Depending on the number of patent applications awaiting review at the U.S. Patent and Trademark Office (USPTO), obtaining a patent can take 1-2 years, according to Weisenberger. After an invention disclosure is sent to the JSA patent attorney, an application is drafted by the attorney and reviewed by the inventor(s). When all necessary parties are satisfied with the application, it is filed with the USPTO. The patent attorney coordinates with the Jefferson Lab counsel and responds to any official actions by the USPTO.
The potential value is not only to JSA and Jefferson Lab programs, but also to private industry and high-tech startups through technology transfer. Any established company or start-up business may submit a proposal to obtain a license of rights from JSA to use, manufacture or sell a JSA invention, copyrighted material or patent.
2011-2014 Patent Award Recipients (alphabetically)*
|Trent Allison, Engineering Div.||1 Patent - 8,130,045|
|Jim Boyce, Accelerator Div.||1 Patent - 7,885,385|
|Paul Brindza, Physics Div.||2 Patents - 8,450,707; 8,664,630|
|James Brock, Physics Div.||1 Patent - 8,214,987|
|Tadeu Caneiro||1 Patent - 8,128,765|
|Steve Christo, Physics Div.||1 Patent - 8,863,568|
|Pavel Degtiarenko, ESH&Q Div.||3 Patents - 8,648,314; 7,911,278; 8334,523|
|Jean Delayen, Accelerator Div.||2 Patents - 7,884,333; 8,130,045|
|David Douglas, Accelerator Div.||2 Patents - 8,093,840; 8,217,596|
|Peter Eklund||1 Patent - 8,317,983|
|Steven W. Falen||1 Patent - 8,183,530|
|Karlen Gynashyan||1 Patent - 8,138,460|
|Osamu Hashimoto||1 Patent - 8,138,460|
|Richard A. Hoefer||1 Patent - 8,183,530|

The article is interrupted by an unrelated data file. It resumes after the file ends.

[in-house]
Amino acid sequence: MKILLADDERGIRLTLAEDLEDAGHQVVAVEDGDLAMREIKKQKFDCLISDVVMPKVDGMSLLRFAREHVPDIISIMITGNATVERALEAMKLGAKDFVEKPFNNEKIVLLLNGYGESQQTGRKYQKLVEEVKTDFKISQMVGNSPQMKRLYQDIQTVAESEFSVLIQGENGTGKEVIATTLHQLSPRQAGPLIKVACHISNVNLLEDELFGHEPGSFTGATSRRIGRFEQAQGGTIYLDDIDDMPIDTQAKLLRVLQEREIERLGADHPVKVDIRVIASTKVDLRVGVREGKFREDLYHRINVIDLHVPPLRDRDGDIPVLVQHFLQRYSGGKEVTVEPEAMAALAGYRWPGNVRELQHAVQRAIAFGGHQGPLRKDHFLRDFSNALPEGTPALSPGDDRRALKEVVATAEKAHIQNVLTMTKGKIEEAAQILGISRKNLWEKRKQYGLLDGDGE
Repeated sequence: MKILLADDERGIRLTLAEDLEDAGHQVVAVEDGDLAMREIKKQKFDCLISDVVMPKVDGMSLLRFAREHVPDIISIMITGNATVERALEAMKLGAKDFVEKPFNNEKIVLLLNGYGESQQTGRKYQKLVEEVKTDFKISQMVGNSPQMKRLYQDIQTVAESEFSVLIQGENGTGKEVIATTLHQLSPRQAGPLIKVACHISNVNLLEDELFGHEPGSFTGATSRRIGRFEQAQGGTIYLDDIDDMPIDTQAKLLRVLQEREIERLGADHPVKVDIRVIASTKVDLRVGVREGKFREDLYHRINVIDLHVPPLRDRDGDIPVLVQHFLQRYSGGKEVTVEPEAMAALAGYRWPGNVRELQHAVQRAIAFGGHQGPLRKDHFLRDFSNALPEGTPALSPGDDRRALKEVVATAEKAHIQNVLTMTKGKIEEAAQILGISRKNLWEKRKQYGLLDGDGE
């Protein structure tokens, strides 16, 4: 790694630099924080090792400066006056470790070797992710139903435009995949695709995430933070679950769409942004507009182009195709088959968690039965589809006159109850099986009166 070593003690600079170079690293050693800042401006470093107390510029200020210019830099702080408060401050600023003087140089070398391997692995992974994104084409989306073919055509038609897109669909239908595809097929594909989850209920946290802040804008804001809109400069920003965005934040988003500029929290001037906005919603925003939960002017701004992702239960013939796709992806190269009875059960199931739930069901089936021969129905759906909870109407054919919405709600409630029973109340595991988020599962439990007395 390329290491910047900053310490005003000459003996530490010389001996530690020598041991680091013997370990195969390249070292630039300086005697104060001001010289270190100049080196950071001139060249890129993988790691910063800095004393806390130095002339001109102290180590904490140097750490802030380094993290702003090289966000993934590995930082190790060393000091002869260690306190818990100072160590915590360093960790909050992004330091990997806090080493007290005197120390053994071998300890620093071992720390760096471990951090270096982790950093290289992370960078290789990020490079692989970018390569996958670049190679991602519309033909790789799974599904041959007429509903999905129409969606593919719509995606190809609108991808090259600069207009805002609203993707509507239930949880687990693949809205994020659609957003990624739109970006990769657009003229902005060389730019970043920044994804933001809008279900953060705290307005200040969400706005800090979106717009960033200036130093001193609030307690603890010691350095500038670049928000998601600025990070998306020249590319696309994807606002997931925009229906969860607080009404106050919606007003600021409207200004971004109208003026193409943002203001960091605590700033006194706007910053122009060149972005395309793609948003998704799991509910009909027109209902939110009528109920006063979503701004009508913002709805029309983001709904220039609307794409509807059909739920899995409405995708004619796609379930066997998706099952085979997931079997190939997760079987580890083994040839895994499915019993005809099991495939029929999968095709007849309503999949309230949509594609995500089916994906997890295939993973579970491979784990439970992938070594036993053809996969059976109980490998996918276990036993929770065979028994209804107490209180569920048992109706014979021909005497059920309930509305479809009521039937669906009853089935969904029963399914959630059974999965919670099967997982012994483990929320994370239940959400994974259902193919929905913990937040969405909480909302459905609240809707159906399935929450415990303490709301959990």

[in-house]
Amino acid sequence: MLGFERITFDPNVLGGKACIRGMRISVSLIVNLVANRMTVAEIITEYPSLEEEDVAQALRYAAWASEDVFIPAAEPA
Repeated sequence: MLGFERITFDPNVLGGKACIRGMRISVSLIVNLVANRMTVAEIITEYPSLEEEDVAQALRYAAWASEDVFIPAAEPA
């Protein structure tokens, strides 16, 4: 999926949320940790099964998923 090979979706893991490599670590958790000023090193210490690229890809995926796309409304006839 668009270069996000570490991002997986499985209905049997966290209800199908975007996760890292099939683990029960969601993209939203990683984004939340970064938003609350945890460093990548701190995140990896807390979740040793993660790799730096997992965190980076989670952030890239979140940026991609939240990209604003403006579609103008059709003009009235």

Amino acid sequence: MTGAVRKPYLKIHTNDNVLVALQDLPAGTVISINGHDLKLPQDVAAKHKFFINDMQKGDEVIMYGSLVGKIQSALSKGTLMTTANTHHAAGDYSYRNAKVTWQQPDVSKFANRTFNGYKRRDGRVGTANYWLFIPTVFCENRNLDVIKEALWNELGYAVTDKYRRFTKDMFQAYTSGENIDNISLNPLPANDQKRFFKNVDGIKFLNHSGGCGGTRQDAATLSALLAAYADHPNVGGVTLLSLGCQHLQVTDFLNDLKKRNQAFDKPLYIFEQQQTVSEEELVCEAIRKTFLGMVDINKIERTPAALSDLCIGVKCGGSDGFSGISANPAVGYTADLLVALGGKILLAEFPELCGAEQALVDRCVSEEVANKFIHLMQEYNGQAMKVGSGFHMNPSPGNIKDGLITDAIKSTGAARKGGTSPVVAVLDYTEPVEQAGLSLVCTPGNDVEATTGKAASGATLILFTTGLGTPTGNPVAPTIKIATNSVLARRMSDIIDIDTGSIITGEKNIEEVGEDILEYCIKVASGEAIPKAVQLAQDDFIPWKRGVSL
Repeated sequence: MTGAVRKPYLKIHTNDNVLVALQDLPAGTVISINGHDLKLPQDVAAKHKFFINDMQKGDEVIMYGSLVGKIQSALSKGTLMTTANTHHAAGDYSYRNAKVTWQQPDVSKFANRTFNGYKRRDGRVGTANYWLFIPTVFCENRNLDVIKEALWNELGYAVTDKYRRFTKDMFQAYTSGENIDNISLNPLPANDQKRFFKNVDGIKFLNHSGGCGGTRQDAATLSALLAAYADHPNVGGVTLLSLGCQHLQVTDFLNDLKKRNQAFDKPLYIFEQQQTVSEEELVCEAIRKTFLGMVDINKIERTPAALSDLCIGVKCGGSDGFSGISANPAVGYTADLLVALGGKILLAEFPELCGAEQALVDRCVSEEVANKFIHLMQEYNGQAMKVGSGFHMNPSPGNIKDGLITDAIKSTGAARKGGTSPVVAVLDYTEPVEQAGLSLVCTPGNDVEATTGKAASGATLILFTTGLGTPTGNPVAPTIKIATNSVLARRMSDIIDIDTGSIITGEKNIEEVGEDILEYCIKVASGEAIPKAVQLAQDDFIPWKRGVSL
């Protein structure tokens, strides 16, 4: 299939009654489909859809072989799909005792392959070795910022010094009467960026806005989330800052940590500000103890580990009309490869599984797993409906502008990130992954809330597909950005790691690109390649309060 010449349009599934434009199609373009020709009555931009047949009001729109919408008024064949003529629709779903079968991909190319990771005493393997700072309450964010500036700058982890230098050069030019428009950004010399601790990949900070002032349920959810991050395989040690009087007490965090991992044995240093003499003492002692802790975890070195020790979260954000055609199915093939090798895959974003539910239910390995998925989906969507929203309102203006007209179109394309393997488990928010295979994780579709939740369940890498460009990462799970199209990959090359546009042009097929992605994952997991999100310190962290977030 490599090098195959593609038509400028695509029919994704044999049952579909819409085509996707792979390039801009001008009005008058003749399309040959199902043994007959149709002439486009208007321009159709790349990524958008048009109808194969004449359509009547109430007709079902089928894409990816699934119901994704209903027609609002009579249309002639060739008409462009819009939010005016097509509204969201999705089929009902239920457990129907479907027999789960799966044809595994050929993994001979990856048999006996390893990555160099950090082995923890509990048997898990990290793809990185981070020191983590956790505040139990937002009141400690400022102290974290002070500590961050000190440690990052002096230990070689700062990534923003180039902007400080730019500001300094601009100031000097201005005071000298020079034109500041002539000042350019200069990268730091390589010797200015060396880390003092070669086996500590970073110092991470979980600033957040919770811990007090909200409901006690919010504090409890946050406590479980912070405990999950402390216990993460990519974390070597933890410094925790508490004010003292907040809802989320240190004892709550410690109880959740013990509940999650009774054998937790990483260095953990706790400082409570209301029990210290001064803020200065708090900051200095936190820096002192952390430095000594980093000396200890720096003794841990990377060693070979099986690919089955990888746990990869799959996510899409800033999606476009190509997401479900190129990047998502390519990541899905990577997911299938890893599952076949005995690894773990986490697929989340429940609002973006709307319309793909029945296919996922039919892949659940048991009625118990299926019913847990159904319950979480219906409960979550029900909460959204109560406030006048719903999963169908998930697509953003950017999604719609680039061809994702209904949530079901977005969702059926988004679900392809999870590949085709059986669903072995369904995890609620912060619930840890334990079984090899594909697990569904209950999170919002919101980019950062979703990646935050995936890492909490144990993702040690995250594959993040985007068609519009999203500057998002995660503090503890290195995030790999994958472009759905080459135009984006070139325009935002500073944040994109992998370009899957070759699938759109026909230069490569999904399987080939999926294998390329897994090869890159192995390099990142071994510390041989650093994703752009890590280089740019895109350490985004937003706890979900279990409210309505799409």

|Brian Holloway||1 Patent - 8,317,983|
|Alicia Hofler, Accelerator Div.||1 Patent - 8,581,526|
|Curt Hovater, Engineering Div.||1 Patent - 8,130,045|
|Kevin Jordan, Accelerator Div.||8 Patents - 8,522,817; 8,573,446; 8,673,120; 8,679,300; 8,753,578; 8,206,674; 8,317,983; 8,334,899|
|Michael Kelley, Accelerator Div.||1 Patent - 8,812,068|
|Christopher Keith, Physics Div.||1 Patent - 8,214,987|
|John M. Klopf||1 Patent - 8,812,068|
|Peter Kneisel, Accelerator Div.||1 Patent - 8,128,765|
|Brian Kross, Physics Div.||4 Patents - 8,183,530; 8,217,359; 8,444,264; 8,536,532|
|Seung Joon Lee, Physics Div.||1 Patent - 8,335,363|
|Chuyu Liu||1 Patent - 8,031,414|
|Daniel J. Macey||1 Patent – 8,049,176|
|Stan Majewski||7 Patents - 7,884,331; 8,017,916; 8,049,176; 8,071,949; 8,138,460; 8,183,530; 8,295,910|
|Amur Margaryan, Physics Div.||1 Patent - 8,138,460|
|Gagik Marikyan||1 Patent - 8,138,460|
|Lia Marikyan||1 Patent - 8,138,460|
|Jack McKisson, Physics Div.||2 Patents - 8,444,264; 8,536,532|
|John McKisson, Physics Div.||5 Patents - 8,536,532; 8,444,264; 8,335,363; 8,217,359; 8,183,530|
|Mac Mestayer, Physics Div.||1 Patent - 8,863,568|
|Bert Metzger, Physics Div.||2 Patents - 8,450,707; 8,664,630|